• Aquaculture Systems and Integrated Hydroponics
  • Beneficial Insect Management

PDC Weekend 4 Continued, On-Site Experience, Team Design

9 AM - 5 PM  Saturday, Site Assessment and Concepting Teams (off-site)

9 PM - 5 PM  Sunday, Design Lab work, Design Presentations. (at SouthWoods)

Urban and suburban lots may seem cramped and difficult to manage for high productivity, but small lots can grow large amounts of food and work as efficient homesteads. Join us Saturday and Sunday afternoon for an urban site assessment and discussion to design small spaces. Participant will use the SouthWoods design process to create functional spaces and optimize the resources. Fruit trees, edible perennials and shrubs, vegetables, and herbs are all part of the urban landscape. Using the natural capital and ecological services of the urban lot will create food spaces and an abundance of sustainably fertile soils. We will visit a local community garden and talk of creative options for urban harvests. Learn to design grey water systems, biointensive gardens, chicken coops, water catchments, energy reduction, solar collectors, nutrient cycling, and green house space.

Property owners and renters can benefit from the design process and discover the many possibilities for their personal landscape.


Help retrofit and design an urban permaculture house and bring the solutions home to yours.

PDC Weekend 5

Session Nine

  • Insect Management and Habitat
    • Bio Controls
  • Building Mycological Ecology
  • Team Design Presentations
  • The Original Lifestyle
  • Future Scenarios


Session Ten (Graduation)

  • Future Scenarios Discussion (Cont.)
    • Sustainable, Intentional Community Design
    • Collapse; Economic, Social, Civic
    • Future Steps, Personal Choices
  • Certificateas and Acknowledgements
  • Final Comments, Evaluations, and Photos

Minnesota and the Midwest is at a crucial stage in climate change, economics, energy descent and transitioning to self reliant homesteads.

Permaculture has principles and ethics to help individuals, communities and families develop their resources into stable and continuously viable homes and property.

Permaculture principles guide participants in observing patterns of energy use and collection and storage of diminishing resources.

Theses workshops will introduce and expand Permaculture to participants and assist them in entering new patterns of lifestyle that secure an environmentally supported existance.

This is where we start. The principles, ethics, and paradigm that makes permaculture the solution to many of our ecological and economic issues. We will study the reasons, the options, and working with natures mechanisms, develop a more abundant and healthy lifestyle.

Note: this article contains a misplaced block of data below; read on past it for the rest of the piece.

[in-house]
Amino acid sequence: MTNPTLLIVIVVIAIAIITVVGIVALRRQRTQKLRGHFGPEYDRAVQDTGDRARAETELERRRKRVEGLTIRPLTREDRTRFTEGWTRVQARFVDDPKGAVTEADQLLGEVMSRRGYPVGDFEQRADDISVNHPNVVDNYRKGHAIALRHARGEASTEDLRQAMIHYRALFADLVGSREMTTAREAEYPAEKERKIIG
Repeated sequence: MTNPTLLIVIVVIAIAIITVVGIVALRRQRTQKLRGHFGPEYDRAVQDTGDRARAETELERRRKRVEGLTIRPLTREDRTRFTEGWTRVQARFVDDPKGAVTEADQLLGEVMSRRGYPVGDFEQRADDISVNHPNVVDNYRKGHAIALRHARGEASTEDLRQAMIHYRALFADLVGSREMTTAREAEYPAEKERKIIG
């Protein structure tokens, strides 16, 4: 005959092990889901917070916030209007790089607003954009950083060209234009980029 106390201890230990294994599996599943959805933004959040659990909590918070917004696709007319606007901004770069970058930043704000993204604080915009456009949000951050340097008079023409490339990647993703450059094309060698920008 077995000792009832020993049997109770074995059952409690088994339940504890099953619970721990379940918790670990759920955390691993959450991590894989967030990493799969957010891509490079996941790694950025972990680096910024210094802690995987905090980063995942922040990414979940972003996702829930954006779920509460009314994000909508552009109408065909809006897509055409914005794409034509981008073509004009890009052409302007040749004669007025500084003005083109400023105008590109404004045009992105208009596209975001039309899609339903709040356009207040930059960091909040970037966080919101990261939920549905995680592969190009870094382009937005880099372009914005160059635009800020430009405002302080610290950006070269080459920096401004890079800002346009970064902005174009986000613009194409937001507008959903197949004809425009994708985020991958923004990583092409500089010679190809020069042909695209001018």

Our lands already have all the ecological services we need to flourish and sustain anabundant lifestyle.  For growing our food, collecting fresh water for drinking and reducing your dependence on purchased resources, Permaculture has a plan based on ecological solutions. Through group design charrettes we share in the insights and observations of others and develop comprehensive concepts that are scalable and transfereble.

Materials: Participants will be given supporting materials based on the days presentations. Participants should bring lunch.

Snacks and refreshments will be provided at breaks. Overnight campers should be self sufficient and expect limited facilities. Outdoor cooking is expected for personal meals. Dinner is supplied by the host.


Natural Capital

 The concepts I speak of concern the ecological and cultural landscape. How we can include connectedness of permaculture design and ecological solutions to enhanced our natural capital and our lives.
The understory and residential perimeter areas can be planted for minimal maintenance and maximum harvest.  Creating a unifying pattern across the property will develop a lifestyle founded on sustainable horticulture.
If the occupants are willing the maintenance of a conventional landscape can be transformed into continual harvest with nutrient cycling. This can also be integrated with existing or new water catchments, composting and worm bins. Pull and Place practices will ensure soil fertility and increase organic material throughout the plantings. This will also increase soil moisture and decrease watering needs. Amendments are not seasonal, but more continuous as fruits are harvested and the ecological services are enhanced.

Ecological Services

Systems Thinking